Temporary Foreign Workers In Trouble Because Of Delayed LMOs
Temporary foreign workers’ application renewals being denied
According to this article in the Toronto Star, thousands of temporary foreign workers are in danger of having their renewal applications denied, all because of a bureaucratic hiccup.
When renewing their temporary foreign worker status, these workers must file an application to renew their temporary foreign worker permit with Citizenship and Immigration Canada. Employers must also file an LMO – Labour Market Opinion – which determines if the worker is needed in an area for their specific occupation.
Since 2006, LMOs and temporary foreign worker renewals have been processed at the same time. But while the renewals are processed quite fast, they are often ready long before an LMO is completed – resulting in a rejection.
Temporary foreign workers can still work under implied status while their application is being processed, but if it is rejected they have little choice – either pack up and leave Canada or work under the table. Many employers are unaware of the delays and do not apply for an LMO soon enough.
Employers of temporary foreign workers must apply for LMOs in advance – we can help
The best way to not encounter this problem is for employers to apply for LMOs long before the work permit renewal (and before the initial temporary foreign worker permit expires), so that the LMO is ready. Contact us using the form to the right or at the link above for assistance in applying for LMOs.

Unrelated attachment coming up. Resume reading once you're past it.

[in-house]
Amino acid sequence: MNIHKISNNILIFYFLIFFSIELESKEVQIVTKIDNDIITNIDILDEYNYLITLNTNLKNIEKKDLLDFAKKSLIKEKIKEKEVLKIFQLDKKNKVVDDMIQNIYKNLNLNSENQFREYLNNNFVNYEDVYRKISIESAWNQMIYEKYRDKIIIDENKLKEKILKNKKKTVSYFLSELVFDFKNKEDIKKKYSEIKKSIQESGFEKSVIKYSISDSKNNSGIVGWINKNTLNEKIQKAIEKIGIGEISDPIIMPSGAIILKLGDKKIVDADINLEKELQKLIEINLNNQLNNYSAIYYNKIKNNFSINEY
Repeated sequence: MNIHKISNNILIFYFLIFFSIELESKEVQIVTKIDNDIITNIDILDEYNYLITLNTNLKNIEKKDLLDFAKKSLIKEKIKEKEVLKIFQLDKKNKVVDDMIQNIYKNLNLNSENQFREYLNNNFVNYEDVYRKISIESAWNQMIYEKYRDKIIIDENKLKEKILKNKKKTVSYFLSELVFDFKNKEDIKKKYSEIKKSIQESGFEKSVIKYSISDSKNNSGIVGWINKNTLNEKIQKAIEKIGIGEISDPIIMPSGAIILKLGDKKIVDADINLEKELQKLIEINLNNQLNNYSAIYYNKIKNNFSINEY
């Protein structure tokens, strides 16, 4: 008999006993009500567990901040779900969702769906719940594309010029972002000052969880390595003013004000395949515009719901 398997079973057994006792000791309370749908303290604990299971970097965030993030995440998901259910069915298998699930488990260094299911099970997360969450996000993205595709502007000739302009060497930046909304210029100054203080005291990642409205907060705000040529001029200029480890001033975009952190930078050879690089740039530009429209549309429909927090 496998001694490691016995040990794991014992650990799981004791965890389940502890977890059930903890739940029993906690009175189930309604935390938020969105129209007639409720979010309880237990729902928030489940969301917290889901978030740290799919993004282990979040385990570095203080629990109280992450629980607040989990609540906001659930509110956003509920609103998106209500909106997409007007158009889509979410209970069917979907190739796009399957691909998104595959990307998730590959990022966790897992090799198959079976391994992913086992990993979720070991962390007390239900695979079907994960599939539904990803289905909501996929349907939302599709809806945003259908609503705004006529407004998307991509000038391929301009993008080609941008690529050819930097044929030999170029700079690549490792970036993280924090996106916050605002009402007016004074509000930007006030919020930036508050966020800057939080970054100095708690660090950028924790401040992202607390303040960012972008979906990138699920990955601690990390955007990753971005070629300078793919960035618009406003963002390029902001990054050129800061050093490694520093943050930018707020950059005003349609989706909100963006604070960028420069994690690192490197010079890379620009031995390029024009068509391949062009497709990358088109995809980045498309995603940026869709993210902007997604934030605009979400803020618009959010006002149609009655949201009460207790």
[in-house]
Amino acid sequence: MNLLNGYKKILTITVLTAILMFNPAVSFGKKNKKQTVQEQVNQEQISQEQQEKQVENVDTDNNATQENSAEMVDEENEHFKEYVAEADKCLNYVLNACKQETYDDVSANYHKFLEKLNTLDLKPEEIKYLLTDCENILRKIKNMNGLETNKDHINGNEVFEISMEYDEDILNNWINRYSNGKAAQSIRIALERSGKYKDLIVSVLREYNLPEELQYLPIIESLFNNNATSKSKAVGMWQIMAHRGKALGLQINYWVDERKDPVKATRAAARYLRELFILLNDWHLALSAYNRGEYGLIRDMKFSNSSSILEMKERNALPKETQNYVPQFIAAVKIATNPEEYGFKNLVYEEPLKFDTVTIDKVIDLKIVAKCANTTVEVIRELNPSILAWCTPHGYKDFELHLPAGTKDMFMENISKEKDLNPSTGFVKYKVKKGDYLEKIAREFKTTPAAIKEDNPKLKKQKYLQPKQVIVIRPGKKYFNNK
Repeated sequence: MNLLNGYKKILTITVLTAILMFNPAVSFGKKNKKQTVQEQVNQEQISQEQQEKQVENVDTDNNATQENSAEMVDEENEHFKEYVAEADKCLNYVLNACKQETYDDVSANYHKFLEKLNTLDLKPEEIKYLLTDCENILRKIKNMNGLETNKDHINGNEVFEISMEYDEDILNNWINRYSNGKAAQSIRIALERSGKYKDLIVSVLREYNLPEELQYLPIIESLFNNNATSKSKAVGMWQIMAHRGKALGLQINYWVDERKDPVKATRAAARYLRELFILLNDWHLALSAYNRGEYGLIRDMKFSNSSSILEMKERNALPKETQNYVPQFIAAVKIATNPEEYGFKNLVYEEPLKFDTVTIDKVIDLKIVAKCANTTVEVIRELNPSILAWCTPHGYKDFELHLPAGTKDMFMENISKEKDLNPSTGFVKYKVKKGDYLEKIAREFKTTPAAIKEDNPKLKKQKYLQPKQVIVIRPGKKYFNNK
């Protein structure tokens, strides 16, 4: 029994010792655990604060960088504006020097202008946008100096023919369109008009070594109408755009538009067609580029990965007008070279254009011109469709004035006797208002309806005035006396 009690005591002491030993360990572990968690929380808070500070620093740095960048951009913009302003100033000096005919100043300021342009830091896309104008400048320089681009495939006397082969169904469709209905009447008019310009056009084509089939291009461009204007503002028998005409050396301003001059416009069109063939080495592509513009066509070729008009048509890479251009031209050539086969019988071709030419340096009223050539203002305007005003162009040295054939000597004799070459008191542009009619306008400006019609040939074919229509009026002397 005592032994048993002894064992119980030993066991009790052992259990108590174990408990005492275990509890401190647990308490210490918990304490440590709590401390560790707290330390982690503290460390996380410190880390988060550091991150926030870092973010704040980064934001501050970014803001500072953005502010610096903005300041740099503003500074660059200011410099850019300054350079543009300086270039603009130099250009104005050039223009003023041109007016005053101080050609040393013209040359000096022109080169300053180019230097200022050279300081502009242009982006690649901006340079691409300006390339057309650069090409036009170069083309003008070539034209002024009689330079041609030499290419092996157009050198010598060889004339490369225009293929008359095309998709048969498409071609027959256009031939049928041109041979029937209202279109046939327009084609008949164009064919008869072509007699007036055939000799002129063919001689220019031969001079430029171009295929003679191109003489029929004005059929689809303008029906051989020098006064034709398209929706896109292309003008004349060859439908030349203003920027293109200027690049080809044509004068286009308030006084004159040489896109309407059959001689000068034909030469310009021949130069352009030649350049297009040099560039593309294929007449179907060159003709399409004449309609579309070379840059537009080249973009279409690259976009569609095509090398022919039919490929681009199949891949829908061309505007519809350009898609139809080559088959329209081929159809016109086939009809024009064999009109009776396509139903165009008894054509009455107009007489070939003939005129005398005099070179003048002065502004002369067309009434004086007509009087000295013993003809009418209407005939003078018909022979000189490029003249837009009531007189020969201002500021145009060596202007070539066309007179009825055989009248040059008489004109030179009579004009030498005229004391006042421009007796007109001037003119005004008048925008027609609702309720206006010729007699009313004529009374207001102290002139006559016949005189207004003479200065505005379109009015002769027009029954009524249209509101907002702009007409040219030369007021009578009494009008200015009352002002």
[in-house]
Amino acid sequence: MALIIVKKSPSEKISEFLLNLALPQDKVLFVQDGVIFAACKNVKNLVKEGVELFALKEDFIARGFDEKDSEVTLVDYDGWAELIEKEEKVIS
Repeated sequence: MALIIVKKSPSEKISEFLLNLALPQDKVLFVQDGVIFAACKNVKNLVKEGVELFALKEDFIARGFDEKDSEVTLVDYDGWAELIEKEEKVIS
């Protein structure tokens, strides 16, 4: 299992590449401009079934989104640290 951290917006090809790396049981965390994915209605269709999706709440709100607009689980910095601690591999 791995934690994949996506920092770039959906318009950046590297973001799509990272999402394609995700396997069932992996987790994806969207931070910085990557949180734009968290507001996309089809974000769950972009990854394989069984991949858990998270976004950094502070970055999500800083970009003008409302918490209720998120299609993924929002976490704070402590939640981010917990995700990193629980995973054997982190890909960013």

About Michael Niren
Michael is a graduate of Osgoode Hall Law School in Toronto. He is a member of the Law Society of Upper Canada, the Canadian Bar Association’s Citizenship and Immigration Section and the Associate Member of the American Bar Association. Read more
The content and comments of this blog are not legal advise and and may not be accurate or complete. If you require legal advice, contact a licensed legal practitioner directly. If you post on this blog, you assume full responsibility for disclosing your identity to the public and VisaPlace nor its affiliates are not responsible for protecting your privacy nor your identity concerning your participation in our blog and you assume any risks in participating.